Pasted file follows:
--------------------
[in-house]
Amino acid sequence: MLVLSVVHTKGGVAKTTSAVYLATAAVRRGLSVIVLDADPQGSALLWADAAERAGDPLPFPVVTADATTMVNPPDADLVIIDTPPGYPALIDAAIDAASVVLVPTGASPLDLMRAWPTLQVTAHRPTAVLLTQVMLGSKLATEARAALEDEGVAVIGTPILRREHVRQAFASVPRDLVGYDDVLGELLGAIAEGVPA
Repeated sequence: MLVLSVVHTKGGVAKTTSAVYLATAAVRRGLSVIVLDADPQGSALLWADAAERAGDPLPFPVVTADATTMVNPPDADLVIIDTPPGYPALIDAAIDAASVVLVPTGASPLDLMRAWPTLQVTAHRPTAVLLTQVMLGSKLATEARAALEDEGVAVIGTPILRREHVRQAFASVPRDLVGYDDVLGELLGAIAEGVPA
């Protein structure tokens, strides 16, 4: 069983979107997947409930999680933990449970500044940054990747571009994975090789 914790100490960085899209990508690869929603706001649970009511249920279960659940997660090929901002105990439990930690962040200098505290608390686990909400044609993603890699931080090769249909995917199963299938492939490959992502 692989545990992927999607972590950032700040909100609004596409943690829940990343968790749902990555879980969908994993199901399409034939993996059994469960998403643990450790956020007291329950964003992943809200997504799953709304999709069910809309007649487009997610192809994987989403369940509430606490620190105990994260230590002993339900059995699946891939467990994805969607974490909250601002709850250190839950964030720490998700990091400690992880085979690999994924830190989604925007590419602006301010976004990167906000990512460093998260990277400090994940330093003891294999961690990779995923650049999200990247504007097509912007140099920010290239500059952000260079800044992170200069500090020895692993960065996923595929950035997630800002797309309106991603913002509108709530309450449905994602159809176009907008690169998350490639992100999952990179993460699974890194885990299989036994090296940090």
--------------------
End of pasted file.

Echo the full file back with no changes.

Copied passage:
[in-house]
Amino acid sequence: MLVLSVVHTKGGVAKTTSAVYLATAAVRRGLSVIVLDADPQGSALLWADAAERAGDPLPFPVVTADATTMVNPPDADLVIIDTPPGYPALIDAAIDAASVVLVPTGASPLDLMRAWPTLQVTAHRPTAVLLTQVMLGSKLATEARAALEDEGVAVIGTPILRREHVRQAFASVPRDLVGYDDVLGELLGAIAEGVPA
Repeated sequence: MLVLSVVHTKGGVAKTTSAVYLATAAVRRGLSVIVLDADPQGSALLWADAAERAGDPLPFPVVTADATTMVNPPDADLVIIDTPPGYPALIDAAIDAASVVLVPTGASPLDLMRAWPTLQVTAHRPTAVLLTQVMLGSKLATEARAALEDEGVAVIGTPILRREHVRQAFASVPRDLVGYDDVLGELLGAIAEGVPA
């Protein structure tokens, strides 16, 4: 069983979107997947409930999680933990449970500044940054990747571009994975090789 914790100490960085899209990508690869929603706001649970009511249920279960659940997660090929901002105990439990930690962040200098505290608390686990909400044609993603890699931080090769249909995917199963299938492939490959992502 692989545990992927999607972590950032700040909100609004596409943690829940990343968790749902990555879980969908994993199901399409034939993996059994469960998403643990450790956020007291329950964003992943809200997504799953709304999709069910809309007649487009997610192809994987989403369940509430606490620190105990994260230590002993339900059995699946891939467990994805969607974490909250601002709850250190839950964030720490998700990091400690992880085979690999994924830190989604925007590419602006301010976004990167906000990512460093998260990277400090994940330093003891294999961690990779995923650049999200990247504007097509912007140099920010290239500059952000260079800044992170200069500090020895692993960065996923595929950035997630800002797309309106991603913002509108709530309450449905994602159809176009907008690169998350490639992100999952990179993460699974890194885990299989036994090296940090």